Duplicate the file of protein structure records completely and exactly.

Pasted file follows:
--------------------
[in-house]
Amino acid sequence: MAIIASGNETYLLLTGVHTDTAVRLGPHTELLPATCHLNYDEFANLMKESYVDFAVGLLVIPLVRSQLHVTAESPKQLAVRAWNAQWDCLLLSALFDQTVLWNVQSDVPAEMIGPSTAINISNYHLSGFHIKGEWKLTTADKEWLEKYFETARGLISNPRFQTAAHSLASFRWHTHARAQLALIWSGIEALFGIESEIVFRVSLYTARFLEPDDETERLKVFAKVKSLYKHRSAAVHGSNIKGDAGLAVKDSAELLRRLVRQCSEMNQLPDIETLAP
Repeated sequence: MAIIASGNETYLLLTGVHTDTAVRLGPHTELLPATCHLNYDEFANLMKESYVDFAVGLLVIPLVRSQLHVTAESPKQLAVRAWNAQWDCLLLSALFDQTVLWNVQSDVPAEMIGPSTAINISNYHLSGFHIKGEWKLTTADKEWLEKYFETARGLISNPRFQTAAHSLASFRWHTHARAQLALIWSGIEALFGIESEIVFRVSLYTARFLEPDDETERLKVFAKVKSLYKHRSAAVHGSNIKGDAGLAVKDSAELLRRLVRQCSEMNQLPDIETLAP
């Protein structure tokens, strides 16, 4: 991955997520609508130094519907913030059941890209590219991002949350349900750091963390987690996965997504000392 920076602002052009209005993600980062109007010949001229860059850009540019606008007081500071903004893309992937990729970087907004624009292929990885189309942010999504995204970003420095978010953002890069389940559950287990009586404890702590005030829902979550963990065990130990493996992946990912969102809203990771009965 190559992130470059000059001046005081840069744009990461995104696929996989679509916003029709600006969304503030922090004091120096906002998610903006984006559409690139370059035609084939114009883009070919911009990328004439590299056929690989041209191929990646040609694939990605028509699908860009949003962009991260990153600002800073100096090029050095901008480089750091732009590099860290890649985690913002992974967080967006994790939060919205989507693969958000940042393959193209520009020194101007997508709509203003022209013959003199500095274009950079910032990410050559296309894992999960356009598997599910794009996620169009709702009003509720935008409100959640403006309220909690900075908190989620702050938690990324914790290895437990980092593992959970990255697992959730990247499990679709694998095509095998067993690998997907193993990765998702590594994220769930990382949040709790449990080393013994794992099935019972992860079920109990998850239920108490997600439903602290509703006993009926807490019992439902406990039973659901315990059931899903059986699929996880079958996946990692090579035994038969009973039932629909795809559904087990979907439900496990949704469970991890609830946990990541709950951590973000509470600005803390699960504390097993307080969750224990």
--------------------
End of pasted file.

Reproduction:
[in-house]
Amino acid sequence: MAIIASGNETYLLLTGVHTDTAVRLGPHTELLPATCHLNYDEFANLMKESYVDFAVGLLVIPLVRSQLHVTAESPKQLAVRAWNAQWDCLLLSALFDQTVLWNVQSDVPAEMIGPSTAINISNYHLSGFHIKGEWKLTTADKEWLEKYFETARGLISNPRFQTAAHSLASFRWHTHARAQLALIWSGIEALFGIESEIVFRVSLYTARFLEPDDETERLKVFAKVKSLYKHRSAAVHGSNIKGDAGLAVKDSAELLRRLVRQCSEMNQLPDIETLAP
Repeated sequence: MAIIASGNETYLLLTGVHTDTAVRLGPHTELLPATCHLNYDEFANLMKESYVDFAVGLLVIPLVRSQLHVTAESPKQLAVRAWNAQWDCLLLSALFDQTVLWNVQSDVPAEMIGPSTAINISNYHLSGFHIKGEWKLTTADKEWLEKYFETARGLISNPRFQTAAHSLASFRWHTHARAQLALIWSGIEALFGIESEIVFRVSLYTARFLEPDDETERLKVFAKVKSLYKHRSAAVHGSNIKGDAGLAVKDSAELLRRLVRQCSEMNQLPDIETLAP
């Protein structure tokens, strides 16, 4: 991955997520609508130094519907913030059941890209590219991002949350349900750091963390987690996965997504000392 920076602002052009209005993600980062109007010949001229860059850009540019606008007081500071903004893309992937990729970087907004624009292929990885189309942010999504995204970003420095978010953002890069389940559950287990009586404890702590005030829902979550963990065990130990493996992946990912969102809203990771009965 190559992130470059000059001046005081840069744009990461995104696929996989679509916003029709600006969304503030922090004091120096906002998610903006984006559409690139370059035609084939114009883009070919911009990328004439590299056929690989041209191929990646040609694939990605028509699908860009949003962009991260990153600002800073100096090029050095901008480089750091732009590099860290890649985690913002992974967080967006994790939060919205989507693969958000940042393959193209520009020194101007997508709509203003022209013959003199500095274009950079910032990410050559296309894992999960356009598997599910794009996620169009709702009003509720935008409100959640403006309220909690900075908190989620702050938690990324914790290895437990980092593992959970990255697992959730990247499990679709694998095509095998067993690998997907193993990765998702590594994220769930990382949040709790449990080393013994794992099935019972992860079920109990998850239920108490997600439903602290509703006993009926807490019992439902406990039973659901315990059931899903059986699929996880079958996946990692090579035994038969009973039932629909795809559904087990979907439900496990949704469970991890609830946990990541709950951590973000509470600005803390699960504390097993307080969750224990």